Day 7 - Vientiane Departure (B)
For Laos Tour Inquiries, please email to info@evisa.vn or call +84 962 655 556 or 849 66 56 99 56

Laos, the Mekong & Thailand

Our fascinating Thailand and Laos tour combines one of Asia’s best-loved destinations with its least well known neighbour with immediate contrasts both apparent and intriguing. After the bright lights of Bangkok, it’s Luang Prabang in Laos - little more than a village by comparison, with quaint French colonial buildings and a charmingly slow pace of life. The beauty of the countryside along the banks of the mighty Mekong has to be seen to be believed as we learn about the many ethnic communities in this remote part of Indochina. We also explore some of the lesser known corners of Thailand - the scenic far north-east (the Golden Triangle) and the haunting remains of the Burma-Thailand railway in the south. And that’s all before spending some wonderfully relaxing days on the shores of the Gulf of Thailand.

Bangkok is without doubt one of Asia’s most vibrant cities. Outwardly it’s ultra-modern, with soaring glass skyscrapers and luxurious shopping malls. Yet at heart it’s just a traditional Buddhist society, full of hushed street corner shrines and neighbourhoods of village houses nestling around the communal courtyard of the bustling Chao Phraya River. We visit all the major sights including the extensive Grand Palace complex, home of the revered Royal Family, site of the amazing Emerald Buddha.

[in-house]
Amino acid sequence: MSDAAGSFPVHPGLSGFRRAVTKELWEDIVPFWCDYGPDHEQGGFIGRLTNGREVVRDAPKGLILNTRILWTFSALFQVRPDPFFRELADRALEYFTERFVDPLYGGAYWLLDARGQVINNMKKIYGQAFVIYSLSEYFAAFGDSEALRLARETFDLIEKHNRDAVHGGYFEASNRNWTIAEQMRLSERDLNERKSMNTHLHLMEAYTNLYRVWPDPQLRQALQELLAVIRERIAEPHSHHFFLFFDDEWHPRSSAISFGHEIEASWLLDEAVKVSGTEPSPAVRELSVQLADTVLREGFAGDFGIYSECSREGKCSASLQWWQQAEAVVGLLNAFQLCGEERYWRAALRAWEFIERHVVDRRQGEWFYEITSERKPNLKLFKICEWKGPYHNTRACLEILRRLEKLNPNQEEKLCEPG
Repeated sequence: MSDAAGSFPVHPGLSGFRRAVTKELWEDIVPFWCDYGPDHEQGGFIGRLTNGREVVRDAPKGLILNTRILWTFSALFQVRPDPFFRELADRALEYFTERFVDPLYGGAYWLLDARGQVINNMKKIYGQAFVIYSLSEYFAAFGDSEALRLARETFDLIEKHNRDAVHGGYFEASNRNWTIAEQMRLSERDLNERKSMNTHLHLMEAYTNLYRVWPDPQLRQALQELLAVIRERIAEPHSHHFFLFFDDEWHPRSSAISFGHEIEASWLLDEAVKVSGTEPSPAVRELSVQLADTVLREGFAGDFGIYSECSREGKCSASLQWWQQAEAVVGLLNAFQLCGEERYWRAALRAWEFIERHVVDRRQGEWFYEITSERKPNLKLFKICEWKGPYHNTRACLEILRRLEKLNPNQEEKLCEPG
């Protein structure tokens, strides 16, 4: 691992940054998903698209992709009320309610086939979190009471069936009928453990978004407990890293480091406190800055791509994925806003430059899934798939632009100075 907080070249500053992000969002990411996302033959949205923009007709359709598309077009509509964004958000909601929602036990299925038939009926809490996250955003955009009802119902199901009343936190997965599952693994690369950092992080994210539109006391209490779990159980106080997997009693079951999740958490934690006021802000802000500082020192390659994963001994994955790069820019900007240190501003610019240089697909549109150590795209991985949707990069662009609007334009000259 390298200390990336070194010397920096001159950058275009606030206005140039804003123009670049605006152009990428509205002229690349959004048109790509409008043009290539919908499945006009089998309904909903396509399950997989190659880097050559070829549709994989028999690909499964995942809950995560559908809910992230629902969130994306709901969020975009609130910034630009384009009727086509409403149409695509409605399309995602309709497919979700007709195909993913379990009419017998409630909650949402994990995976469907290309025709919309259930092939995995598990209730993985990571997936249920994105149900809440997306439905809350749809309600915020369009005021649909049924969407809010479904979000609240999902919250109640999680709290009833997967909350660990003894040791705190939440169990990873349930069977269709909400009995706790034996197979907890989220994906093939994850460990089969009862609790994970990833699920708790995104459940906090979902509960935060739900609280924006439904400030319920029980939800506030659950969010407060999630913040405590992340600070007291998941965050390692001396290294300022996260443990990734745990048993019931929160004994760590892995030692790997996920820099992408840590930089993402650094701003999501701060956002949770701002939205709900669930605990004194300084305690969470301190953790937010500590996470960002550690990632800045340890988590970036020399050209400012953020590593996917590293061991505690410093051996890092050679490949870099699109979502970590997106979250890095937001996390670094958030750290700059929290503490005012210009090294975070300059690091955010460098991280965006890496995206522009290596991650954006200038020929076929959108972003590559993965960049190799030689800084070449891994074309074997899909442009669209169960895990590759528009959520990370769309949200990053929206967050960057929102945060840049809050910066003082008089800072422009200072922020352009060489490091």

Luang Prabang is the cultural capital of Laos and one of the few counties in the world which can be called ‘undiscovered’. Utterly charming, after decades of isolation under communist rule, it has gradually opened up to the outside world and is wonderfully devoid of mass tourism. However, unlike nearby Vietnam, the Lao people prefer a slower pace so you’ll truly be stepping back in time. Walk along sleepy streets almost completely free of traffic and you’ll find another stunning, intricately carved golden temple around almost every corner. And you’ll delight in the long-held and thriving traditional customs – such as orange-robed Buddhist monks collecting alms from the faithful. Dusk falls and the main street metamorphoses into a charming open-air market attracting the many minority tribes from the surrounding hills. Take a walk along ‘food street’ – a long narrow lane full of sizzling barbequed Mekong fish, multi-coloured salads, noodles and vegetables, all freshly prepared in vibrant kaleidoscope of colour, rushed activity and mouth-watering aromas.